This prayer echoes the story of the centurion in Luke’s Gospel. The centurion, a Gentile, asks healing for his servant, but does not consider himself worthy to have Jesus come under his roof — he believes that Jesus can heal his servant with a word, without even seeing him. Jesus is amazed at his faith.

It is the same for us. We believe that Jesus speaks to us, comes to us, dwells with us, even though we neither hear his voice nor see his face.

Corinna Laughlin is pastoral assistant for liturgy at St. James Cathedral in Seattle. Reach her at

Sunday, October 16, 2011

Looking ahead

Confirming our baptismal faith in the sacrament of
confirmation is a huge step. This opens us up to God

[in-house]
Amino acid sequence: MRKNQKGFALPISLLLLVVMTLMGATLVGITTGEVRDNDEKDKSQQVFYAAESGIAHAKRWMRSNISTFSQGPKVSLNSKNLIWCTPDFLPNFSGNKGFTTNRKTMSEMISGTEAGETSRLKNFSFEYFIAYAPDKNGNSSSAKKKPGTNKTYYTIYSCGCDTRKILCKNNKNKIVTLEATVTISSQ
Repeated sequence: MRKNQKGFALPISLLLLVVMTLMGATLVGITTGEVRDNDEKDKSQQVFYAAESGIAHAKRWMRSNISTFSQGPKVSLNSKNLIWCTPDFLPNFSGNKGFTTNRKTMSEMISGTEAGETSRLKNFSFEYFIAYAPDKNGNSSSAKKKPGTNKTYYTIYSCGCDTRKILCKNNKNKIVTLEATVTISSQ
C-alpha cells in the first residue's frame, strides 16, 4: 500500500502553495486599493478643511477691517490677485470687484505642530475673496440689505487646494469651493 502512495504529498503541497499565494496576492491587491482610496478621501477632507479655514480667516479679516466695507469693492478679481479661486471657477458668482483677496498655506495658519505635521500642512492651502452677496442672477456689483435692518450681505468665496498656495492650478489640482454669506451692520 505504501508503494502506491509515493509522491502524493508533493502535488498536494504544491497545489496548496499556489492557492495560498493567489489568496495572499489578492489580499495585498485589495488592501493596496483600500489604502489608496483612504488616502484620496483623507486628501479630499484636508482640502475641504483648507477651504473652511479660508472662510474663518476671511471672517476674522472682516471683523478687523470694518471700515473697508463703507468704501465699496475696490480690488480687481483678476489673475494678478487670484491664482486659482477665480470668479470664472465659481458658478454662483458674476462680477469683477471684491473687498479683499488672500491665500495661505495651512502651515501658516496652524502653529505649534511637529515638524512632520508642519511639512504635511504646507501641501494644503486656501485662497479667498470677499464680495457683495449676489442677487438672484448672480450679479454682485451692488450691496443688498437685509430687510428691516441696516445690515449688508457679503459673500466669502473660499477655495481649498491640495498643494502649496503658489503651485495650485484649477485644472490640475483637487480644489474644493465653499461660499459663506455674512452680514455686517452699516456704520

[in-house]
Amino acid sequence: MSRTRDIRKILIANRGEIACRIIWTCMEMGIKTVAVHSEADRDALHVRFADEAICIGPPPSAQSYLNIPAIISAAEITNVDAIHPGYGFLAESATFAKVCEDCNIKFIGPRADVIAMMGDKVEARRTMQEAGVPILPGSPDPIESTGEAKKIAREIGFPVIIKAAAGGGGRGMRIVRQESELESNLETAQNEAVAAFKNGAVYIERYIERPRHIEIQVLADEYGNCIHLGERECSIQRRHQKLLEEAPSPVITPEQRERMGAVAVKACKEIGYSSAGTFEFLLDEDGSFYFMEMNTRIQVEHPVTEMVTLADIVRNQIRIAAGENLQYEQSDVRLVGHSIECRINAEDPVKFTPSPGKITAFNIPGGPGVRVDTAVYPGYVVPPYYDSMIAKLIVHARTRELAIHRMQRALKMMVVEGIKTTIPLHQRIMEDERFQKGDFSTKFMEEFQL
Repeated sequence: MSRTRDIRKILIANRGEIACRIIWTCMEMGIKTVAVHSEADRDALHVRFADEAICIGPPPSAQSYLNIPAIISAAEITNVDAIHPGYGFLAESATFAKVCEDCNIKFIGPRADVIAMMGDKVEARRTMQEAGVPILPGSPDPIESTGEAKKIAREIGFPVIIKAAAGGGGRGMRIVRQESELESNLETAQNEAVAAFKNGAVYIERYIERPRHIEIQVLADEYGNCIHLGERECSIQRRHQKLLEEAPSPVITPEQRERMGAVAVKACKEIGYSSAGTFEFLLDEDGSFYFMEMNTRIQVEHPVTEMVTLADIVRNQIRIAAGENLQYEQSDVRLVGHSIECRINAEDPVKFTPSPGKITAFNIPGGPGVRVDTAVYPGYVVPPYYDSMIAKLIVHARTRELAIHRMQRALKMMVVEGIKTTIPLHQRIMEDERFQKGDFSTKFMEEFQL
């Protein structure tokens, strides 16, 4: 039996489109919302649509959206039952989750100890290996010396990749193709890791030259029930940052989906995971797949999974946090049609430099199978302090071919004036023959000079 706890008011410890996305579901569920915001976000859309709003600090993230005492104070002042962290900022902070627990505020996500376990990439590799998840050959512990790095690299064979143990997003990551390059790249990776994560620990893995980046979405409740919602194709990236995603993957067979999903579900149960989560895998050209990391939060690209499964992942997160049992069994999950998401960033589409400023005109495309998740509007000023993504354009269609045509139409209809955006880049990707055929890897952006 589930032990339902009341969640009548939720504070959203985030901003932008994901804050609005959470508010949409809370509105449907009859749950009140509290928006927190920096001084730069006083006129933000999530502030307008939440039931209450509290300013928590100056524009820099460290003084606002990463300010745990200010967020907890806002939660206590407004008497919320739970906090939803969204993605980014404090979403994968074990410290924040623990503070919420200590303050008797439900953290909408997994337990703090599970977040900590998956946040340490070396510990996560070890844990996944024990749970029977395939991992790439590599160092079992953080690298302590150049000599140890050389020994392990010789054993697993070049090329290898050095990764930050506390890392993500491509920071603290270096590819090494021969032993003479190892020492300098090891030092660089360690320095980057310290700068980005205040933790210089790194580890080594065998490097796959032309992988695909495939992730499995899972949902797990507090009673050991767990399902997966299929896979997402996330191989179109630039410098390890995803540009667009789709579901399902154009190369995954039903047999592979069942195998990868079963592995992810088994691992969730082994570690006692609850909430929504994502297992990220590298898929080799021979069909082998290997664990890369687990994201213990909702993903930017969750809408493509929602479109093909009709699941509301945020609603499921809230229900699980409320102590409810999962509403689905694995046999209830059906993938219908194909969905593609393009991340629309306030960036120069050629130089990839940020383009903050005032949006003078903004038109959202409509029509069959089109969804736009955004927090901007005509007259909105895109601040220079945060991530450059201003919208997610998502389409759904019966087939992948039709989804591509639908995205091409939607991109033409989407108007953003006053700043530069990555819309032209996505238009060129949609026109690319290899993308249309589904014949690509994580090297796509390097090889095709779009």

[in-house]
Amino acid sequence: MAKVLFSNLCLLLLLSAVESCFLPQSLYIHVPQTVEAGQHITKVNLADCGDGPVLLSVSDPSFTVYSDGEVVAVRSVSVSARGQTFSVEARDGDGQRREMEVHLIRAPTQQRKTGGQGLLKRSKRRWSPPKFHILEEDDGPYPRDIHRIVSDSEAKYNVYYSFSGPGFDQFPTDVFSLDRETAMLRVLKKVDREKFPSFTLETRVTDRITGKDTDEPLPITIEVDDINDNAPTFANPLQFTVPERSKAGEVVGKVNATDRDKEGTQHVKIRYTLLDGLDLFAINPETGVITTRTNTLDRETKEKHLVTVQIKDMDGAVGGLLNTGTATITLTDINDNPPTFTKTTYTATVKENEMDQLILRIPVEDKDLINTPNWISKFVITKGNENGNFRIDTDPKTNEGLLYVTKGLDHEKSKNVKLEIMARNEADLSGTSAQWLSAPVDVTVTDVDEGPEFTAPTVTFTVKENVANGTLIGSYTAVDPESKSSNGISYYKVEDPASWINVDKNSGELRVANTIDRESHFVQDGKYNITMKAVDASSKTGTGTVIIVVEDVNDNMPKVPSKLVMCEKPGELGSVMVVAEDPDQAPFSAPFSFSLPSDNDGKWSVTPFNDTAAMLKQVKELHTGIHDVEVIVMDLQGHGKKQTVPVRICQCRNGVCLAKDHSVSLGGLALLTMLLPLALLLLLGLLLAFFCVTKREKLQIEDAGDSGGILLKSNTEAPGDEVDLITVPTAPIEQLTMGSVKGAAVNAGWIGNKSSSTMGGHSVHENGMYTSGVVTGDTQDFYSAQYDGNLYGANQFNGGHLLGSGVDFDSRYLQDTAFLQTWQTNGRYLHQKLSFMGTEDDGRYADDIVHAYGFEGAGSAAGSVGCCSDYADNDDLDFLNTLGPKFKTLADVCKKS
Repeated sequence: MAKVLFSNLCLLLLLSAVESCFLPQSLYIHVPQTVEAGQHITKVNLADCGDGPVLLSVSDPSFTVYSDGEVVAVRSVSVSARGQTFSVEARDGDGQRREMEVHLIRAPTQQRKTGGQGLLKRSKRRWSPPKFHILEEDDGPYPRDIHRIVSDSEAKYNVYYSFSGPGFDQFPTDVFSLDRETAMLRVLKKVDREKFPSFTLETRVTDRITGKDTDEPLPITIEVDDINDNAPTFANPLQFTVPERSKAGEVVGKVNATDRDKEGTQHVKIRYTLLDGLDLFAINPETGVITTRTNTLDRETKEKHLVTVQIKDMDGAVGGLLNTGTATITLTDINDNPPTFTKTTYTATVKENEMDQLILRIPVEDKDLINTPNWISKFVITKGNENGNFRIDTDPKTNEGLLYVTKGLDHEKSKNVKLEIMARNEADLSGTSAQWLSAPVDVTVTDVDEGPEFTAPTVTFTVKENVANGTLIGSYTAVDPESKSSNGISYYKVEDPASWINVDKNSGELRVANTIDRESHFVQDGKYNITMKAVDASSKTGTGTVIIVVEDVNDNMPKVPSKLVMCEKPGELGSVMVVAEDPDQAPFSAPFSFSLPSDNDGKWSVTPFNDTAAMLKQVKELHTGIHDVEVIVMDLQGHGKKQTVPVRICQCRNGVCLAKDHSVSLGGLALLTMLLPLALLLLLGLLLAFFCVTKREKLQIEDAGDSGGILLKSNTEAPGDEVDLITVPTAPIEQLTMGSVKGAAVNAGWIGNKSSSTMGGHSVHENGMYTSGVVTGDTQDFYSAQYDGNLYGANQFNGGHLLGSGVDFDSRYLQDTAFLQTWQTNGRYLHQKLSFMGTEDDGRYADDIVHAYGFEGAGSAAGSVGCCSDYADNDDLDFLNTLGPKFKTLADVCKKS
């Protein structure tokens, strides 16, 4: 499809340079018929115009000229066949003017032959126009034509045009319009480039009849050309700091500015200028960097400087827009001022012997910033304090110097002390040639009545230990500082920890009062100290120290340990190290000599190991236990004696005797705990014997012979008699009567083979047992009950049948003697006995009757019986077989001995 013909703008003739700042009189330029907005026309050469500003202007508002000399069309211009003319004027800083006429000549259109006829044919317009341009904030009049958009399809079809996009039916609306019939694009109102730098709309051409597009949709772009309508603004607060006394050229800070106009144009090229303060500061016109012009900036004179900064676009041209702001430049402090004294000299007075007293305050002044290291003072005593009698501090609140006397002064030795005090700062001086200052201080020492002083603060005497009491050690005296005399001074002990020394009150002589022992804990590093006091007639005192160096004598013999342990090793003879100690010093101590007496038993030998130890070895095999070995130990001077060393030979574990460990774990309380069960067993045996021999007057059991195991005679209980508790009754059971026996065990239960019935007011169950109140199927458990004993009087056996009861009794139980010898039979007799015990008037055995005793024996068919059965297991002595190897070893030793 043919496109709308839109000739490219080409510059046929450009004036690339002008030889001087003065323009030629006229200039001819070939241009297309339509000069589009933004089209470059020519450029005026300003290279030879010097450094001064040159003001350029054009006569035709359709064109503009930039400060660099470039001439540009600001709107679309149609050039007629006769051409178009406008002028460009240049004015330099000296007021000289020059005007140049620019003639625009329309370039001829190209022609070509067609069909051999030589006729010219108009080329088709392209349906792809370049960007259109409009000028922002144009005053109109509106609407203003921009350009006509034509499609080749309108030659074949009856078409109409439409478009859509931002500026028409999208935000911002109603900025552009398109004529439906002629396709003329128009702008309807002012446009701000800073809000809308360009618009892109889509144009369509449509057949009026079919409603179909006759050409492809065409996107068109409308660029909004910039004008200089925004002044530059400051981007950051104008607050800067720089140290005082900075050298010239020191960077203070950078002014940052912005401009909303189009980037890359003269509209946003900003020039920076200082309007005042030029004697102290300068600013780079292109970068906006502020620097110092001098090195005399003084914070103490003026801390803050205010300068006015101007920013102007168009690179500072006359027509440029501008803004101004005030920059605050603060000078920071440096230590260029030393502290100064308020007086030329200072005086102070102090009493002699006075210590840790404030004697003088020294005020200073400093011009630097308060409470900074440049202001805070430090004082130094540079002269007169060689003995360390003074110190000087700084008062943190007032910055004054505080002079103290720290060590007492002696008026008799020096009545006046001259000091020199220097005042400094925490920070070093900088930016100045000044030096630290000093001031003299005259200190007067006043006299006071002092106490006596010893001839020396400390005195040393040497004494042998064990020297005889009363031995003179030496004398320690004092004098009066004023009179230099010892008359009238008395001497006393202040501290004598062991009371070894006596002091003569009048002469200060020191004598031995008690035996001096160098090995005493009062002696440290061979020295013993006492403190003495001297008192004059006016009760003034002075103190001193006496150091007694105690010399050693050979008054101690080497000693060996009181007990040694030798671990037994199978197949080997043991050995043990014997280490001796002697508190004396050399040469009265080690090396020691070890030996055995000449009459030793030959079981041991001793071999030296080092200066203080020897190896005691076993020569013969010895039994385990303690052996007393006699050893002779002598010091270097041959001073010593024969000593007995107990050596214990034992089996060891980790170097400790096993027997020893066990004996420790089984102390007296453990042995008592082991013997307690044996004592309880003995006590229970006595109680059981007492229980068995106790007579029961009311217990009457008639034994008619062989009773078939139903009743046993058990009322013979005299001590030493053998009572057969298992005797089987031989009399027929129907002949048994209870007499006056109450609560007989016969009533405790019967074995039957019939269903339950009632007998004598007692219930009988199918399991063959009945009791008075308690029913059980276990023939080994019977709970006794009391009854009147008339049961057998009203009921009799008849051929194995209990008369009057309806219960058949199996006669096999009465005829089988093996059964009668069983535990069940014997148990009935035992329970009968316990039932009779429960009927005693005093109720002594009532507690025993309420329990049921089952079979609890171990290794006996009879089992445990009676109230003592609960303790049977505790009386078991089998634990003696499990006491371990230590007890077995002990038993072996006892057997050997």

working in our lives in extraordinary ways.
(Credit: Michael J. Arvizu/St. Bernard Church)

By Father Perry D. Leiker

This weekend we celebrate a special rite with our youth who will be confirmed this year. The rite of welcoming acknowledges that God is calling them into a deeper relationship with him and with his church.

The "call of God" is a very strong theme throughout the scriptures. He calls: prophets, those who would become king; and whole nations. His call usually surprises everyone, for he often chooses the smallest, the most unrecognizable, ones who seem most unfit. Yet to those chosen, God always gives what they need to live out the call.

The Gospel, seemingly unrelated to this theme, explains what is needed from the one chosen. The time always comes when we must distinguish what belongs to God and what belongs to man. If we mix these up and fail to respond properly, our lives usually become a mess.